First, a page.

What inspired you to develop, Goldfish? How did this idea start from?
It started from me falling head over heels for a Hong Kong girl and planning a trip there to be with her. Funny thing is, this was only conceptualized, written and produced the time I was in Hong Kong. I had 2 days to do this on my own.
Your short is shot in Hong Kong? What is your connection to Hong Kong and why did you decide to set it there?
Hong Kong brings back both very happy and very sad feelings for me. It is a sensitive topic and one I hold close to my heart. My only connection to Hong Kong is the girl I'm madly in love with (which unfortunately did not work out), the nostalgic old Hong Kong films I've been a fan of since young like Stephen Chow, Jackie Chan, Wong Kar Wai, Johnnie To, and I think one of my Mum's cousin is apparently from Hong Kong! I have family there I think.
Some of the shots look interesting and dynamic. What kind of equipment did you use for the shoot?
It was hard finding crew there, being all by myself. Apple did help me source for a couple of extras from TVB, we paid HKD$1000 to rent that specific fish shop because I knew it would fit the look of the film in terms of colours and set. The shop had a red and blue hue to it and just felt very Hong Kong! I begged the Uncle three times, saying I was doing a student project, Apple asked in Cantonese too. I went back a last time, and offered money. It worked!
Besides locations which I had to find. We faced difficulties with audio and the sound guy that helped didn't use the -20DB settings with my Zoom H6 so I had a lot of post audio fixing and cleaning up when I came back. I shot the entire thing with my Sony a7sii and a Osmo that the Hong Kong Director of Photography (DP) rented. We practically just found places to shoot at, I tell the DP what type of shots and framings I wanted, bam bam bam! Shoot and move, run and gun kind of project. We shot this in just 2 days. Hell of an experience man!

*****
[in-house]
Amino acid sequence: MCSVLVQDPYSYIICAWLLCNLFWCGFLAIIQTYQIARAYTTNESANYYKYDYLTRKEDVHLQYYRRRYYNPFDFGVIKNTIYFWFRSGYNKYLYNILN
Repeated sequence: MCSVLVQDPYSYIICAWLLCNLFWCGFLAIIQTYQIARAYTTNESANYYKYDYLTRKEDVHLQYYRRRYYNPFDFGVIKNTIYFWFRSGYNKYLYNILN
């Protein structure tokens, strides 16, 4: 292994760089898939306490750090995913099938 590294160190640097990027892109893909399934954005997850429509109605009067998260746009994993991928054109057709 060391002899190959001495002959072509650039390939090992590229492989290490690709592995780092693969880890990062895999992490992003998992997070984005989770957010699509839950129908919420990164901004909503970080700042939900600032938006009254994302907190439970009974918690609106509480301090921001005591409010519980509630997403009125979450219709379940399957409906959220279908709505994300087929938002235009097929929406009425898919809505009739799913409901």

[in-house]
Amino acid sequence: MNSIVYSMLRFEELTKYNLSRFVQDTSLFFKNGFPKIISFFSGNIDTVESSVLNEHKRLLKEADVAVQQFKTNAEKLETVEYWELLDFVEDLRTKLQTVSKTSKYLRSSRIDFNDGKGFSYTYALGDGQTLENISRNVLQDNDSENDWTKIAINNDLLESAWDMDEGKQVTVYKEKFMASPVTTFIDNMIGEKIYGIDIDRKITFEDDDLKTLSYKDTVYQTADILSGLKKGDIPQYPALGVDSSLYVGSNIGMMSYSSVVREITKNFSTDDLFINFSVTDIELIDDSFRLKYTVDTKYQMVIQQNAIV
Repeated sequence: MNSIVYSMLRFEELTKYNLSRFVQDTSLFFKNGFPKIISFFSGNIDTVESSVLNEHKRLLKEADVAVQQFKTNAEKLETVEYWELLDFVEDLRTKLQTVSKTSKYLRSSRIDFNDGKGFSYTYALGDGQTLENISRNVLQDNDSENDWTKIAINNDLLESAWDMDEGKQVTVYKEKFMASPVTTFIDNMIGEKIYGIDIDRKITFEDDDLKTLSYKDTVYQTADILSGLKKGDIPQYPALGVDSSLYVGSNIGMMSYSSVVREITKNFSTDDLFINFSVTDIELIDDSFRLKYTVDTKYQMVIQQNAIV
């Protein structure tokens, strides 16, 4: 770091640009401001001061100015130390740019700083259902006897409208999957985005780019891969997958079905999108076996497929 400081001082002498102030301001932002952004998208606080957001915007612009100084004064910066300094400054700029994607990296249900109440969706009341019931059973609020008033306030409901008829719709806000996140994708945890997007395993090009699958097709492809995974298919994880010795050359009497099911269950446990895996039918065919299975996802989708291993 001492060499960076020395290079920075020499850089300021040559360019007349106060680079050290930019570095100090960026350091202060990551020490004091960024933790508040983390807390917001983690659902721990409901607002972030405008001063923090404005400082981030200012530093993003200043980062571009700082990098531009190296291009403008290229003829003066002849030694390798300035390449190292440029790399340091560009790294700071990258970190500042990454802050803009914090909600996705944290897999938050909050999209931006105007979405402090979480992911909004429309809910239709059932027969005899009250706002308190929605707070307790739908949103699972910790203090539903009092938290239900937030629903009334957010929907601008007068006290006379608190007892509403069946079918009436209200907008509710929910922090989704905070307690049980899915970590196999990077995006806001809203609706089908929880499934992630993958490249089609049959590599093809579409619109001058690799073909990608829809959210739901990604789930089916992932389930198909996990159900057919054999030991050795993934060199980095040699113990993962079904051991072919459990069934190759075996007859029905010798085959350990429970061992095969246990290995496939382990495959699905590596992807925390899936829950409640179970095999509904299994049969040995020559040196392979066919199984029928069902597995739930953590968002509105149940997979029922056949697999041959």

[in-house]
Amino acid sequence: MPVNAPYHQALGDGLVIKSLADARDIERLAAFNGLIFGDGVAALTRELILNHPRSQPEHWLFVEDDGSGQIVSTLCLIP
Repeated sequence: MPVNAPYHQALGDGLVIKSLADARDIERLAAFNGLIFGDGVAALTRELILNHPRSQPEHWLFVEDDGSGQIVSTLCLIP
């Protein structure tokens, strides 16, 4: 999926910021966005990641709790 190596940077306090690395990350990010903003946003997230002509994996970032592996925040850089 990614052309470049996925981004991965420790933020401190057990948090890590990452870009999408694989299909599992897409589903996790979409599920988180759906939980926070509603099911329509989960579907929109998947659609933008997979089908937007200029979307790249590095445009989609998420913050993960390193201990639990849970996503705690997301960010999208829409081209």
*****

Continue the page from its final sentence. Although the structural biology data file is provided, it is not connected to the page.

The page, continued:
How has becoming an MM2 Entertainment Digital Content Producer changed the way you work? How have they supported you?
Well, mostly they just source for sponsors or fund my videos like Goldfish. I sold it to them and they loved it so they support me in that sense. I am close with them because I acted in their film 4 Love last December. We are also working on an action web series soon.
What’s the most memorable scene in Goldfish for you?
The slow motion montage of Apple and I in the middle from the night market to the cycling (we had to borrow a bicycle). Those were good times. Huge shout out to Spencer, my Irish producer friend who helped me out in Hong Kong.
Any plans for another short film either as a director or act or both? Which is more difficult and which do you enjoy more?
Yes of course. My producer, Isaac and I are planning more of these. We want to make nice films with messages more than just slapstick funny videos on YouTube. I definitely love both aspects and I'm huge on editing all my videos myself. I love editing too.
Any advice for young filmmakers and those looking to get their work seen online?
Just do it. Talk is cheap these days. Millennials have to just get a camera, start shooting and experimenting and getting more experience under their belts. I'm not very good yet and am constantly improving daily. A tip is to watch a lot of movies and films. Draw your inspiration from events that happened to you. For example, Goldfish was a true story based on me. Except no fishes we harmed in the making of this film.
Have you considered sending some of your films to film festivals?
Do you think film festival success and online success is mostly mutually exclusive (i.e. you cannot have both)
I would love to send them but I need to find out how.
Catch Goldfish, here:
Written by Rifyal Giffari
For the full list of March 2017's 10 films under STOP10, click here.